Saturday, August 12, 2006
"The people who love, because they are freed through the truth of God, are the most revolutionary people on earth. They are the ones who upset all values; they are the explosives in human society. Such persons are the most dangerous. For they have recognized that people are untruthful in the extreme, and they are ready at any, and just for the sake of love, to permit the light of truth to fall on them. This disturbance of peace, which comes to the world through these people, provokes the world's hatred. Therefore, the knight of truth and love is not the hero whom people worship and honor, who is free of enemies, but the one whom they cast out, whom they want to get rid of, whome they declare an outlaw, whom they kill. The way, which God's truth in the world has gone, leads to the cross." - Dietrich Bonhoeffer.
"Between July 12 and August 14, the Israeli air force conducted more than 7,000 air attacks in Lebanon, supplemented by 2,500 naval bombardments and an unknown number of artillery barrages. An estimated 1,183 people were killed, about one third of whom were children, 4,054 were injured and 970,000 people, or 25 percent of the total population, were displaced. Half a million people sought shelter in Beirut, many in parks and public spaces without basic facilities...
The destruction of infrastructure was a deliberate policy designed to drive hundreds of thousands of civilians out of the south of the country and terrorise the Lebanese population as a whole. The aim was to make the entire southern region uninhabitable. The AI report explained: 'With the electricity cut off and food and other supplies not coming into the villages, the destruction of supermarkets and petrol stations played a crucial role in forcing local residents to leave. The lack of fuel also stopped residents from getting water, as water pumps require electricity or fuel-fed generators,' the report [of Amnesty International] stated."
Let us lift our voices in praise to the God of homes, of land lovingly tilled, and of the spirit that creates when all speak of the madness of love - it is madness to believe in Christ, to walk with him when he has "no power, only words; that they, the powers of reality, speak the language of facts and this language is more convincing than the language of Christ." - Dietrich Bonhoeffer. The facts which fell from the sky can only be countered by the neverending renewal of the life and love of community. May the Spirit of life be with the brave people of Lebanon and may those who would crush them into dust look into the emptiness of their hearts.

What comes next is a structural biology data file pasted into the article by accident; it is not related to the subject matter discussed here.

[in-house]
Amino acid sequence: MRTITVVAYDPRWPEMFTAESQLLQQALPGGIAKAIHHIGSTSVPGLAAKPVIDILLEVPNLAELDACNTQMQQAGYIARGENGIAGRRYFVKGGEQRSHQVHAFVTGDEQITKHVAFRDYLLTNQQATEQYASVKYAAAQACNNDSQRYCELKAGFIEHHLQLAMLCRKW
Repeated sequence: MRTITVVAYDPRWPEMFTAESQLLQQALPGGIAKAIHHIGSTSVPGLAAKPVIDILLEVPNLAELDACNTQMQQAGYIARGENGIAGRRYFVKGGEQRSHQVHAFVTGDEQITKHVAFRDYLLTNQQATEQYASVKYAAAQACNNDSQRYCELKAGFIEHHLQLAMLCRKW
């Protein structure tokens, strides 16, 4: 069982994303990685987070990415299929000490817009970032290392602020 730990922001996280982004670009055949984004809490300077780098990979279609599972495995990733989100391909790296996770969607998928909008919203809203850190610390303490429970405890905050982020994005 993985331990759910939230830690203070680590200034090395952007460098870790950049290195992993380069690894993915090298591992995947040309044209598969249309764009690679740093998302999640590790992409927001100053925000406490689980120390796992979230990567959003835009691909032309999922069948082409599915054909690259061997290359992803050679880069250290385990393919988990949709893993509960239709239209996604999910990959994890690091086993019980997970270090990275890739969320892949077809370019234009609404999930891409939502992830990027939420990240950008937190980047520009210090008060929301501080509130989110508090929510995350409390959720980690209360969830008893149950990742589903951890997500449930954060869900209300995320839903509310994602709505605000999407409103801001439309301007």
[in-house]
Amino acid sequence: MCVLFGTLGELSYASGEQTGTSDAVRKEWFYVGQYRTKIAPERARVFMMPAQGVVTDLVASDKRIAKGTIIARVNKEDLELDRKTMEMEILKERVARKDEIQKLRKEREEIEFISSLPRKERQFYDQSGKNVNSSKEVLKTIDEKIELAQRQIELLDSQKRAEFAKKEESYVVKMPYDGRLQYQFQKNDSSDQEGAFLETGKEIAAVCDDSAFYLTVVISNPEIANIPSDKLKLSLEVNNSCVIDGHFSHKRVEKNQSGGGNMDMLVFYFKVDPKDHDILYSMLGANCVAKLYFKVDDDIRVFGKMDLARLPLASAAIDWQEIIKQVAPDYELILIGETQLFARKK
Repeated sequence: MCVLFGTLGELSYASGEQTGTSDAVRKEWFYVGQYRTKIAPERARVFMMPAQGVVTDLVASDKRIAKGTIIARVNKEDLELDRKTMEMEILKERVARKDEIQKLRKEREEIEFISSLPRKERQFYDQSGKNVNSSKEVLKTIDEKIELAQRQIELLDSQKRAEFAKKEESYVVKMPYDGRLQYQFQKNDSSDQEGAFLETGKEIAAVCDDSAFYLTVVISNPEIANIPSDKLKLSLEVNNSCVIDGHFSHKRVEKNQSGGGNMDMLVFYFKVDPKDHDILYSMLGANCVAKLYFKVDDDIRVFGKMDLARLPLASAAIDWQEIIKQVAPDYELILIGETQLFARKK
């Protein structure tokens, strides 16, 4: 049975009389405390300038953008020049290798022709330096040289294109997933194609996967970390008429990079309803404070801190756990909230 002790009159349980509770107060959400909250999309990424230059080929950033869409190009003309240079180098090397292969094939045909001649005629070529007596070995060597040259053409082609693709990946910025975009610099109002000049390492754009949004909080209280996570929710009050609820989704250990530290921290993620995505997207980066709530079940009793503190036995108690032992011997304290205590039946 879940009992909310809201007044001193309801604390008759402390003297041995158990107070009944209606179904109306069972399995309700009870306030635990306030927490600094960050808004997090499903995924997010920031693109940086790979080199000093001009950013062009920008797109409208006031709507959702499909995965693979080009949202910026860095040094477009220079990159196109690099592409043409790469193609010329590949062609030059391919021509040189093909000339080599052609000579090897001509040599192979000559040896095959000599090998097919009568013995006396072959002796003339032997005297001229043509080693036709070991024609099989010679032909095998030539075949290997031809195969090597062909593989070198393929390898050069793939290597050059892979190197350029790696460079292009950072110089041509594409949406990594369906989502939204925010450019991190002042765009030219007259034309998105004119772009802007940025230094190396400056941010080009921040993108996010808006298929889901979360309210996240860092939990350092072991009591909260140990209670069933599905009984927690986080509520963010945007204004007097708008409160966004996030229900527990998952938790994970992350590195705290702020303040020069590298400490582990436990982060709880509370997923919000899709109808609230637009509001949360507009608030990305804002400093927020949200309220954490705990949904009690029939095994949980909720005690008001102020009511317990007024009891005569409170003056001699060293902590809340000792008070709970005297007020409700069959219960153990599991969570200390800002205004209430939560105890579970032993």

Thursday, August 10, 2006
"We few, we happy few, we band of brothers." Henry V. 4.3. The number of those who believe in Christ's message of peace is small, but sometimes we rejoice in our tiny numbers. Our message is utterly drowned out by the lies that pour forth daily from the corporate media which celebrates violence as the ultimate distraction from the boredom engendered by the savage greed of the Empire. Yet our message will not be lost - the time will come when the pablums which promise soothing to the comfortable Christians who can't be bothered with their Lebanese or Iraqi brothers and sisters will lose their savor. Emptiness will lead to desperation and our message will be sought out, all the stronger for its present obscurity.
Remember, Lord, how your servant is taunted,
how I have to bear all the insults of the peoples.
Thus your enemies taunt me, O Lord,
mocking your anointed at every step.
Blessed be the Lord for ever. Amen, amen!
A survivor of the Qana massacre speaks: "What in the name of God have we done to deserve this?” survivor Nejwah Shalhoub said to Independent reporter Robert Fisk from her hospital bed. 'So many of the dead are children, the old, women. Some of the children were still awake and playing. Why does the world do this to us?"
I see no deeper proof of our abandonment by God than the fact that so many believe that God is merciful to us and angry with them, the terrorists, the unworthy, the immoral, the lost. May God protect us from such gratitude! In the words of Dietrich Bonhoeffer, "May God lead us to a true understanding of God's goodness. Don't we see that the gifts of God's goodness become a curse for us if we have such thoughts about them and act in such a way; if we look upon ourselves as models of virtue, instead of growing humble as we look at the imcomprehensibility of God and the worry and anxiety our wealth creates in us and if we thank God only for God's goodness to us instead of becoming conscious of the immeasurable responsibility which is laid upon us by God's goodness? If we want to understand God's goodness in God's gifts, then we must think of them as a responsibility we bear for our brothers and sisters. Let none say: God has blessed us with money and possessions, and then live as if they and their God were alone in the world. For the time will come when they realize that they have been worshipping the idols of their good fortune and selfishness. Possession are not God's blessing and goodness, but the opportunities of service which God entrusts to us."